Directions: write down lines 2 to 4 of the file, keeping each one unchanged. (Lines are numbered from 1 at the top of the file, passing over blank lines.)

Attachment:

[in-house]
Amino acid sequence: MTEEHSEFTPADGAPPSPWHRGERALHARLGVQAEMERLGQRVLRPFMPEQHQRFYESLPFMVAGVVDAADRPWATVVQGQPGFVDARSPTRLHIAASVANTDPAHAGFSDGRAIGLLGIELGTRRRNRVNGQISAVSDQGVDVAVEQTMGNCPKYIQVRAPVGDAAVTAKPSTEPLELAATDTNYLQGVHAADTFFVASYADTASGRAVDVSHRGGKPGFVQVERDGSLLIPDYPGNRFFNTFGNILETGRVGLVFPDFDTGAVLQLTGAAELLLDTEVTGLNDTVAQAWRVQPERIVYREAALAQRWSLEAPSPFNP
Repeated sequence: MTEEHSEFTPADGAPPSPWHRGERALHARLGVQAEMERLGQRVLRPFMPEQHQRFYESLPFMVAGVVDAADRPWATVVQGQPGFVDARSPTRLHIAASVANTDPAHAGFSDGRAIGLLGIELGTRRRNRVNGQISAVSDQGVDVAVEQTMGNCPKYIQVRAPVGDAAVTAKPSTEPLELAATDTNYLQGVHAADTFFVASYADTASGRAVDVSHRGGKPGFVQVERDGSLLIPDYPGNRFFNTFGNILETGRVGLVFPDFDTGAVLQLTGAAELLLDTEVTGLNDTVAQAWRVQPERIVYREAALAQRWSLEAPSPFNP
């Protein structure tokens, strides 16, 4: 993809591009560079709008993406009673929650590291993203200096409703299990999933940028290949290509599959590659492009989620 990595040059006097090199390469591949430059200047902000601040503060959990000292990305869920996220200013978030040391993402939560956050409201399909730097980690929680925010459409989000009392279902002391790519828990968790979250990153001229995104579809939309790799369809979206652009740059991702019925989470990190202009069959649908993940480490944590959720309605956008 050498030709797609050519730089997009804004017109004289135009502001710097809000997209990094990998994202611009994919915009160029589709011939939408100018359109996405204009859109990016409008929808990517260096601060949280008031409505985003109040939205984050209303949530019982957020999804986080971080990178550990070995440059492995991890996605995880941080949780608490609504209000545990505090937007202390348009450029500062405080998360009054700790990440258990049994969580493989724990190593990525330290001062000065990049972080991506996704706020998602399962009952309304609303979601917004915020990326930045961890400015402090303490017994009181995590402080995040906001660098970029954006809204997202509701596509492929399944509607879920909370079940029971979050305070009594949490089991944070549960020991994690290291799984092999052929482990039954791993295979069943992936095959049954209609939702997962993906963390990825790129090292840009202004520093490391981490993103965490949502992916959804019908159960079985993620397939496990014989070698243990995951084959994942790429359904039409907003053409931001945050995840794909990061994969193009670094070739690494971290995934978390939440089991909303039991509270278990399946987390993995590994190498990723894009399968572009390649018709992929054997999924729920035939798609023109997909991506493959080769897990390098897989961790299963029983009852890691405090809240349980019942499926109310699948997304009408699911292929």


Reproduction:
Amino acid sequence: MTEEHSEFTPADGAPPSPWHRGERALHARLGVQAEMERLGQRVLRPFMPEQHQRFYESLPFMVAGVVDAADRPWATVVQGQPGFVDARSPTRLHIAASVANTDPAHAGFSDGRAIGLLGIELGTRRRNRVNGQISAVSDQGVDVAVEQTMGNCPKYIQVRAPVGDAAVTAKPSTEPLELAATDTNYLQGVHAADTFFVASYADTASGRAVDVSHRGGKPGFVQVERDGSLLIPDYPGNRFFNTFGNILETGRVGLVFPDFDTGAVLQLTGAAELLLDTEVTGLNDTVAQAWRVQPERIVYREAALAQRWSLEAPSPFNP
Repeated sequence: MTEEHSEFTPADGAPPSPWHRGERALHARLGVQAEMERLGQRVLRPFMPEQHQRFYESLPFMVAGVVDAADRPWATVVQGQPGFVDARSPTRLHIAASVANTDPAHAGFSDGRAIGLLGIELGTRRRNRVNGQISAVSDQGVDVAVEQTMGNCPKYIQVRAPVGDAAVTAKPSTEPLELAATDTNYLQGVHAADTFFVASYADTASGRAVDVSHRGGKPGFVQVERDGSLLIPDYPGNRFFNTFGNILETGRVGLVFPDFDTGAVLQLTGAAELLLDTEVTGLNDTVAQAWRVQPERIVYREAALAQRWSLEAPSPFNP
């Protein structure tokens, strides 16, 4: 993809591009560079709008993406009673929650590291993203200096409703299990999933940028290949290509599959590659492009989620 990595040059006097090199390469591949430059200047902000601040503060959990000292990305869920996220200013978030040391993402939560956050409201399909730097980690929680925010459409989000009392279902002391790519828990968790979250990153001229995104579809939309790799369809979206652009740059991702019925989470990190202009069959649908993940480490944590959720309605956008 050498030709797609050519730089997009804004017109004289135009502001710097809000997209990094990998994202611009994919915009160029589709011939939408100018359109996405204009859109990016409008929808990517260096601060949280008031409505985003109040939205984050209303949530019982957020999804986080971080990178550990070995440059492995991890996605995880941080949780608490609504209000545990505090937007202390348009450029500062405080998360009054700790990440258990049994969580493989724990190593990525330290001062000065990049972080991506996704706020998602399962009952309304609303979601917004915020990326930045961890400015402090303490017994009181995590402080995040906001660098970029954006809204997202509701596509492929399944509607879920909370079940029971979050305070009594949490089991944070549960020991994690290291799984092999052929482990039954791993295979069943992936095959049954209609939702997962993906963390990825790129090292840009202004520093490391981490993103965490949502992916959804019908159960079985993620397939496990014989070698243990995951084959994942790429359904039409907003053409931001945050995840794909990061994969193009670094070739690494971290995934978390939440089991909303039991509270278990399946987390993995590994190498990723894009399968572009390649018709992929054997999924729920035939798609023109997909991506493959080769897990390098897989961790299963029983009852890691405090809240349980019942499926109310699948997304009408699911292929």